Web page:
March 16, 2017
Today the White House released a budget blueprint that cuts $15.1 billion from the U.S. Department of Health and Human Services, including nearly $6 billion from the National Institutes of Health, and $10.1 billion from the U.S. Department of State and the US Agency for International Development (USAID). These substantial funding reductions would seriously threaten the progress we have made preventing and treating HIV and other infectious diseases. Adding $54 billion to defense spending, the proposal leaves little to protect or improve our nation's public health.
While we are heartened to see continued support for the Ryan White HIV/AIDS Program and our pledge to the Global Fund, we have grave concerns about other consequences of this proposal. While few details are provided regarding the Centers for Disease Control and Prevention, any structural changes that reduce the resources available to conduct surveillance and support critical screening and prevention programs would undermine recent progress in lowering HIV incidence nationwide and cripple state efforts to respond to other infectious threats such as hepatitis C, Zika and antibiotic-resistant bacteria.
The budget proposal maintains a commitment to individuals already receiving lifesaving treatment through PEPFAR, but we are concerned that the ongoing funding needed to continue to slow the global epidemic may not be maintained. The proposal to cut funding for the NIH by 19 percent and proposed elimination of its Fogarty International Center would be absolutely devastating to research, innovation and to our nation's long-term health and security. In totality, the President's proposal would severely weaken our nation's health infrastructure affecting disaster preparedness, disease surveillance and patient care by sharply reducing funding to essential agencies and would threaten our position as a global leader in medical discovery.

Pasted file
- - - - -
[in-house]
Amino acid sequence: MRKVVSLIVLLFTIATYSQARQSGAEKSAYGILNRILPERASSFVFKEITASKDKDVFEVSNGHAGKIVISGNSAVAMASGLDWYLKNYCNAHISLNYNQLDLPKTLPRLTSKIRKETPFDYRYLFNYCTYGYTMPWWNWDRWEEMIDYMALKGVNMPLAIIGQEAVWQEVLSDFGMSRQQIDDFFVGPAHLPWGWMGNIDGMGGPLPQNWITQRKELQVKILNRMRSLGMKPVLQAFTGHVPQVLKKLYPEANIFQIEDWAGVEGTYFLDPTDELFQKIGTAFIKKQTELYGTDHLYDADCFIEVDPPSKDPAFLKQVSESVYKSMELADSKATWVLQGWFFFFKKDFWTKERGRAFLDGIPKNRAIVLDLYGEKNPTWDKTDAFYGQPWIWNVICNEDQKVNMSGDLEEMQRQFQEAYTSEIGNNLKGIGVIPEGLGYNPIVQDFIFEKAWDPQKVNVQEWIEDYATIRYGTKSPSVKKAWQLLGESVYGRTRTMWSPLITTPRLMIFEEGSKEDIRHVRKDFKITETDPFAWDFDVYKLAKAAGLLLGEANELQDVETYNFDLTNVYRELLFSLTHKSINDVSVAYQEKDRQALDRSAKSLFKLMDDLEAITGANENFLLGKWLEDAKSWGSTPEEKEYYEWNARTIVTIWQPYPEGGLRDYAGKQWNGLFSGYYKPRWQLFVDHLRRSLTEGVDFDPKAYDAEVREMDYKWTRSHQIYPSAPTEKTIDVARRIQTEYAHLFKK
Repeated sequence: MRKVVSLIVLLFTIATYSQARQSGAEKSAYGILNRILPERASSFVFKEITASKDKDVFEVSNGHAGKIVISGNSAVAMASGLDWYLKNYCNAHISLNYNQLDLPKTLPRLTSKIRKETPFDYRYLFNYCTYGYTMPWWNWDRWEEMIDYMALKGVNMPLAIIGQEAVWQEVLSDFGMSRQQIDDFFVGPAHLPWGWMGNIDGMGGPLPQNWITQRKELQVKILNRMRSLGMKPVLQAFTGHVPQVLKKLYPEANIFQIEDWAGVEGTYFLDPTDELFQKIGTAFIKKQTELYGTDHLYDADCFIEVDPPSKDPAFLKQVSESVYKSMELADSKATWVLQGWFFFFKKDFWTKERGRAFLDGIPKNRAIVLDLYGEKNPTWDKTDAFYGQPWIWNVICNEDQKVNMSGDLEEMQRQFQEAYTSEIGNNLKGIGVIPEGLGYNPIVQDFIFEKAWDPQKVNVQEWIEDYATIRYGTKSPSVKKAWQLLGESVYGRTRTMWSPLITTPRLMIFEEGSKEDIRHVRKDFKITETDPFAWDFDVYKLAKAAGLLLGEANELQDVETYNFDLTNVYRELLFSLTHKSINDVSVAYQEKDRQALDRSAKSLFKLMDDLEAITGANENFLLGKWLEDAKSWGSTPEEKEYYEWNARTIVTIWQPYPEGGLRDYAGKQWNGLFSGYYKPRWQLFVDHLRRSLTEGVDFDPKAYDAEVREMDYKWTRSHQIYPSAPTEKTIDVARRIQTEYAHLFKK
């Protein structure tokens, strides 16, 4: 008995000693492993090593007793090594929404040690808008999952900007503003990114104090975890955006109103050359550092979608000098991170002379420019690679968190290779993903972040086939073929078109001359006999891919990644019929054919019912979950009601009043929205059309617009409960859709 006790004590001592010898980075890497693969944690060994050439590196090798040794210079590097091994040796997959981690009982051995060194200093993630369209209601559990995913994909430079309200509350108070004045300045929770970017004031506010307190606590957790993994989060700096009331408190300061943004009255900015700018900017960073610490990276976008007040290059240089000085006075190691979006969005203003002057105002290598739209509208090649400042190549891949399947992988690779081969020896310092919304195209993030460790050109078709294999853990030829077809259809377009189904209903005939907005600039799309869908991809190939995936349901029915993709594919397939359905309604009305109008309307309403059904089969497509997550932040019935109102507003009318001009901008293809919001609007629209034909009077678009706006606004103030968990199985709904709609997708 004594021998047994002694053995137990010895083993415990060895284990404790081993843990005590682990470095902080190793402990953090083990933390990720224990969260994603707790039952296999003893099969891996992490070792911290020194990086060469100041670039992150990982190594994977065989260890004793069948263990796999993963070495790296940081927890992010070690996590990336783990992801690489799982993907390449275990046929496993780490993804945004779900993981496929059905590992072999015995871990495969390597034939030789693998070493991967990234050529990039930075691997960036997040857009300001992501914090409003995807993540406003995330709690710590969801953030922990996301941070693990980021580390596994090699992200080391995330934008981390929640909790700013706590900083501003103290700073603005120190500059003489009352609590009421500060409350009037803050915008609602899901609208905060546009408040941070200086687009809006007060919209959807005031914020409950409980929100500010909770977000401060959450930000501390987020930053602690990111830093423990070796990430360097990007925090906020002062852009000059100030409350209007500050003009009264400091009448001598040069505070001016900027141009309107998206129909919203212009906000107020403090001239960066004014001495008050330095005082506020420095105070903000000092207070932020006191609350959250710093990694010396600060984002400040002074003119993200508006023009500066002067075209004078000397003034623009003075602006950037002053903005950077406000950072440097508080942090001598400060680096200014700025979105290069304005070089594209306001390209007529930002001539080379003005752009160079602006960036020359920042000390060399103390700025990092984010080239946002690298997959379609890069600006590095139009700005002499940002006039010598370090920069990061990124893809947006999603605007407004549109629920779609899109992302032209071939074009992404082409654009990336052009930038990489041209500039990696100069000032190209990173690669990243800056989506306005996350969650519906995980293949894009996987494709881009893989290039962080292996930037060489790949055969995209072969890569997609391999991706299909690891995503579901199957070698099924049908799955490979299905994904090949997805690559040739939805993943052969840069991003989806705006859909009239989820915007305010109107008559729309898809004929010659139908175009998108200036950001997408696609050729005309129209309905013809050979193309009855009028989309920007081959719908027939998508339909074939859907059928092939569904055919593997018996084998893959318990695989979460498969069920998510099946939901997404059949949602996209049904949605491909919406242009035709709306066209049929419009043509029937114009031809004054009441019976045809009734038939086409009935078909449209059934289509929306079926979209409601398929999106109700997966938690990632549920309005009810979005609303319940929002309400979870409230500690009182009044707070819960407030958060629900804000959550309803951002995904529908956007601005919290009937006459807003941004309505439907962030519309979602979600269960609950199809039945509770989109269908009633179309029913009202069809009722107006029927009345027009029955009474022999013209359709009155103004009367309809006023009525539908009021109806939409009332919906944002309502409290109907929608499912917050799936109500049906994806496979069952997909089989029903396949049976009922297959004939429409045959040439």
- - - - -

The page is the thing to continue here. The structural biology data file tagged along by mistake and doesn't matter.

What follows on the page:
Sustained funding for HIV/AIDS research and public health efforts, development of new drugs, vaccines and diagnostics; and consistent access to health care and preventive services are all necessary investments to our safety and prosperity. The President's budget plan would have immediate damaging impacts to individual and public health, reverse the advances we have made against HIV, lead to higher healthcare costs, and do long-term harm to our nation's healthcare capacities. It is now incumbent on Congress to protect our country's progress combatting the HIV epidemic and our advances in global and domestic public health and research, and reject this short-sighted proposal.
Wendy Armstrong, M.D., F.I.D.S.A., is chair of the HIV Medicine Association.
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